Partner Elsie de Wolfe

Queer Places:
Irving House, 122 E 17th St, New York, NY 10003, USA
Colony Club, 120 Madison Ave, New York, NY 10016, USA
Colony Club, 564 Park Ave, New York, NY 10065, Stati Uniti
13 Sutton Pl, New York, NY 10022, Stati Uniti
Maine Chance Spa, Maine Chance Ln, Mt Vernon, ME 04352, Stati Uniti
Woodlawn Cemetery, E 233rd St & Webster Avenue, Bronx, NY 10470, Stati Uniti

Elisabeth "Bessie" Marbury (June 19, 1856 – January 22, 1933)[1] was a pioneering American theatrical and literary agent and producer who represented prominent theatrical performers and writers in the late 19th and early 20th centuries and helped shape business methods of the modern commercial theater. She was the longtime companion of Elsie de Wolfe (later known as Lady Mendl), a prominent socialite and famous interior decorator.

Bessie Marbury was born and raised in the affluent and cultured home of one of 19th-century New York's oldest and most prominent "society" families. She was reputedly a descendant of Calvinist Anne Hutchinson (née Marbury), who co-founded Rhode Island after her banishment from Massachusetts Bay Colony. Bessie Marbury both used and defied these connections during the Victorian era to establish herself as an important literary and theatrical talent agent and theatrical producer, helping to define and create these very professions as they emerged in the new world of mass production, advertising and popular culture in post-Civil War American society.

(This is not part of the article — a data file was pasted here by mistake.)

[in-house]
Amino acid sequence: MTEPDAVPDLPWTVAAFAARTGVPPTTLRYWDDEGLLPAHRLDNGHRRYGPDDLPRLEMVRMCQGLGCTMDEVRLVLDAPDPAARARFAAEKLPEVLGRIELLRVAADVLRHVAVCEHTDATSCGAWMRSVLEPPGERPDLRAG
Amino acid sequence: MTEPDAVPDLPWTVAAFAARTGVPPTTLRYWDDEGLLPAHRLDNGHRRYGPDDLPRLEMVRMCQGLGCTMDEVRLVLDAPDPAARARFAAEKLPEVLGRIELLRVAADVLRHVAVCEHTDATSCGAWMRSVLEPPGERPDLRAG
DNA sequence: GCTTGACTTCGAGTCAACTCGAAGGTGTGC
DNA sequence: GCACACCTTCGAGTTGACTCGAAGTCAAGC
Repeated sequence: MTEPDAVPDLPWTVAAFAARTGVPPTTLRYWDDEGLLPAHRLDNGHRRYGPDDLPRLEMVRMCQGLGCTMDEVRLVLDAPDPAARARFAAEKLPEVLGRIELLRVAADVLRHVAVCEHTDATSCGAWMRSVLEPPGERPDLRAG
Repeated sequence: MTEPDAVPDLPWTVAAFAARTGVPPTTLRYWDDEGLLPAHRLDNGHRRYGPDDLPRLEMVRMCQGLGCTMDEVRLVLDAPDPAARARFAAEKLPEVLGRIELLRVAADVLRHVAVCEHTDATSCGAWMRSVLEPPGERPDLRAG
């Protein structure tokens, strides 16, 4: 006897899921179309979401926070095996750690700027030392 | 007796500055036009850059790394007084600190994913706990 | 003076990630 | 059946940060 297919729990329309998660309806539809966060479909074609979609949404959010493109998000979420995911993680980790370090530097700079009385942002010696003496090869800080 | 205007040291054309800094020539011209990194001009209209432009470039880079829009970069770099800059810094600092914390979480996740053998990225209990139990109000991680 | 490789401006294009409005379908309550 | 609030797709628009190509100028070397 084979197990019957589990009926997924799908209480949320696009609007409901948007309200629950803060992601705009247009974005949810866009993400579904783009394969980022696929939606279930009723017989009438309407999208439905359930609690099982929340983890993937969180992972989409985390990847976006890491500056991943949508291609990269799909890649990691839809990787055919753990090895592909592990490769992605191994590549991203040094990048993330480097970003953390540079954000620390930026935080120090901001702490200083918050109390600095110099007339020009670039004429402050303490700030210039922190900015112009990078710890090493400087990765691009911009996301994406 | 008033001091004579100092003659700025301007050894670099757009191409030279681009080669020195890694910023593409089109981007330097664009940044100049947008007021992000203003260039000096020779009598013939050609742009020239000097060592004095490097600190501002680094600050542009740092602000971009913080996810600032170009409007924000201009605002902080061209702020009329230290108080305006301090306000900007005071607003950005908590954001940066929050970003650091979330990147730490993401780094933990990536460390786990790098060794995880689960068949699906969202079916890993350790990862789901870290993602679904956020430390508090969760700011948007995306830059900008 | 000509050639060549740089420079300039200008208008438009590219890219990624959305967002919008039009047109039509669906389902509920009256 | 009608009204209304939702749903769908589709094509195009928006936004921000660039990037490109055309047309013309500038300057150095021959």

For many, Marbury remains a bundle of contradictions. Although she was the embodiment of female independence in almost every way, she initially opposed suffrage. She made a bold reversal once women in the United States did receive the right to vote, and in 1918 she became active in the Democratic Party, serving as a delegate. She was also a passionate convert to Roman Catholicism. She was likewise very active in the Knights of Columbus, a Catholic organization. In 1923 she published an autobiography, My Crystal Ball:Reminiscences (NY: Boni and Liveright, [1923]). She had earlier published Manners: A Handbook of Social Customs in 1888.

Marbury never married, but lived openly for more than 20 years with Elsie De Wolfe in what many observers accepted as a lesbian relationship,[2][3][4] first at Irving House and then at 13 Sutton Place.

Marbury had a long lasting friendship with Elizabeth Arden (1878-1966), a Canadian-born American businesswoman who founded what is now Elizabeth Arden, Inc. They spent many weekends at Marbury’s Maine home, Lakeside Farm. After Marbury’s death in 1933, Arden bought the property with the intention of fulfilling Marbury’s wish that it be turned into a home for working women—though it eventually became part of a luxury resort instead.

Irving House

First Colony Club, NYC

Second Colony Club House, NYC

Marbury died in 1933. Her funeral at St. Patrick's Cathedral was attended by an impressive array of the most important American leaders and dignitaries of the day. De Wolfe was noticeably absent from the funeral, despite the fact that she was the prime beneficiary of Marbury's will.

Bessie Marbury is buried in Woodlawn Cemetery in The Bronx, New York City.